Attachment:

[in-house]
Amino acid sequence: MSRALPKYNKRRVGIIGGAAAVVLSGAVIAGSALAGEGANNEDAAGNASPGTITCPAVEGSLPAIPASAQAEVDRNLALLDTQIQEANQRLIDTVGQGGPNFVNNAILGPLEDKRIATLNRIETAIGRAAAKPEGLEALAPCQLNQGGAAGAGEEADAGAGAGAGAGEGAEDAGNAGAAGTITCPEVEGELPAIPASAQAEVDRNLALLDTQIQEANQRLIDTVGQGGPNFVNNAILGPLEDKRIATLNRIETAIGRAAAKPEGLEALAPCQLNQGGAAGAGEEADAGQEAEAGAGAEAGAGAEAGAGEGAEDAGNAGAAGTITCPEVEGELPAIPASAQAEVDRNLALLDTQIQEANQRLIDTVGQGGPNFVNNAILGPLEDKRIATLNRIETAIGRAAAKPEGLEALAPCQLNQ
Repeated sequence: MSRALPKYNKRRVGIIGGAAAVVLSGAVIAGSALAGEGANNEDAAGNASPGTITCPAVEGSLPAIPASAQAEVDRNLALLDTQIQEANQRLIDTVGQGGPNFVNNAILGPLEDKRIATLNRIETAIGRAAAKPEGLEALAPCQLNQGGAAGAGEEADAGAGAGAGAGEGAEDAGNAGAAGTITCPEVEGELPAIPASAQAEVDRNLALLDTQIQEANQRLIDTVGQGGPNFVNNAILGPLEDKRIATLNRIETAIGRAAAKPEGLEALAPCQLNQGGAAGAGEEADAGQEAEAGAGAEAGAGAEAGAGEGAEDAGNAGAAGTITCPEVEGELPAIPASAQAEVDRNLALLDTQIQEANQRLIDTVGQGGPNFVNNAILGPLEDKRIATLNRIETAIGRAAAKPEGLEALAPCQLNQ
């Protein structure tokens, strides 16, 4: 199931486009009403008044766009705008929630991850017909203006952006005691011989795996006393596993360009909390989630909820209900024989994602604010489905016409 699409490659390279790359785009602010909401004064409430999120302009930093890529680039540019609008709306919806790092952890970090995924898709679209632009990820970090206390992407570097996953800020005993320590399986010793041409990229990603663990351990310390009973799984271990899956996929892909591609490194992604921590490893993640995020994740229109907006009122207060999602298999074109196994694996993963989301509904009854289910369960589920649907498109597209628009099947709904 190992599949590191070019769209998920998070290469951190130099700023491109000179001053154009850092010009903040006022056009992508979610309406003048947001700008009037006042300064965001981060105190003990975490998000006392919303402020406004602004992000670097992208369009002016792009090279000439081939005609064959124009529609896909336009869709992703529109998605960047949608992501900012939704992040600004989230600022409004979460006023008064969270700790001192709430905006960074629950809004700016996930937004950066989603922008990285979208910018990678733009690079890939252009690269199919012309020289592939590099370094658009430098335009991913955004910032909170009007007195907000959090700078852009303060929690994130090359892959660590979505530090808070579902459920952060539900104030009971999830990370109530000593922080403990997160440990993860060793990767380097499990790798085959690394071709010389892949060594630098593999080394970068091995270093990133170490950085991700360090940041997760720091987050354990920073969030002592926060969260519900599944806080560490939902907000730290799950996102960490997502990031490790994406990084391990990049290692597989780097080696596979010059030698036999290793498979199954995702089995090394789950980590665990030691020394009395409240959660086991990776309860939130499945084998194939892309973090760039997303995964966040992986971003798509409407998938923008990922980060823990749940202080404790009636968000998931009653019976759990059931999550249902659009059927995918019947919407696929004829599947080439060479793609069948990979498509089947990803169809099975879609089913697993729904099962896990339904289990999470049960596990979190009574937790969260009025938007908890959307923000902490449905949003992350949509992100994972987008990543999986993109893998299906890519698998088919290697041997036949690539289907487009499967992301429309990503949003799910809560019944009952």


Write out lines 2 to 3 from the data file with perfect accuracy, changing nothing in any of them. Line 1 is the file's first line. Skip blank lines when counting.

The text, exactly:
Amino acid sequence: MSRALPKYNKRRVGIIGGAAAVVLSGAVIAGSALAGEGANNEDAAGNASPGTITCPAVEGSLPAIPASAQAEVDRNLALLDTQIQEANQRLIDTVGQGGPNFVNNAILGPLEDKRIATLNRIETAIGRAAAKPEGLEALAPCQLNQGGAAGAGEEADAGAGAGAGAGEGAEDAGNAGAAGTITCPEVEGELPAIPASAQAEVDRNLALLDTQIQEANQRLIDTVGQGGPNFVNNAILGPLEDKRIATLNRIETAIGRAAAKPEGLEALAPCQLNQGGAAGAGEEADAGQEAEAGAGAEAGAGAEAGAGEGAEDAGNAGAAGTITCPEVEGELPAIPASAQAEVDRNLALLDTQIQEANQRLIDTVGQGGPNFVNNAILGPLEDKRIATLNRIETAIGRAAAKPEGLEALAPCQLNQ
Repeated sequence: MSRALPKYNKRRVGIIGGAAAVVLSGAVIAGSALAGEGANNEDAAGNASPGTITCPAVEGSLPAIPASAQAEVDRNLALLDTQIQEANQRLIDTVGQGGPNFVNNAILGPLEDKRIATLNRIETAIGRAAAKPEGLEALAPCQLNQGGAAGAGEEADAGAGAGAGAGEGAEDAGNAGAAGTITCPEVEGELPAIPASAQAEVDRNLALLDTQIQEANQRLIDTVGQGGPNFVNNAILGPLEDKRIATLNRIETAIGRAAAKPEGLEALAPCQLNQGGAAGAGEEADAGQEAEAGAGAEAGAGAEAGAGEGAEDAGNAGAAGTITCPEVEGELPAIPASAQAEVDRNLALLDTQIQEANQRLIDTVGQGGPNFVNNAILGPLEDKRIATLNRIETAIGRAAAKPEGLEALAPCQLNQ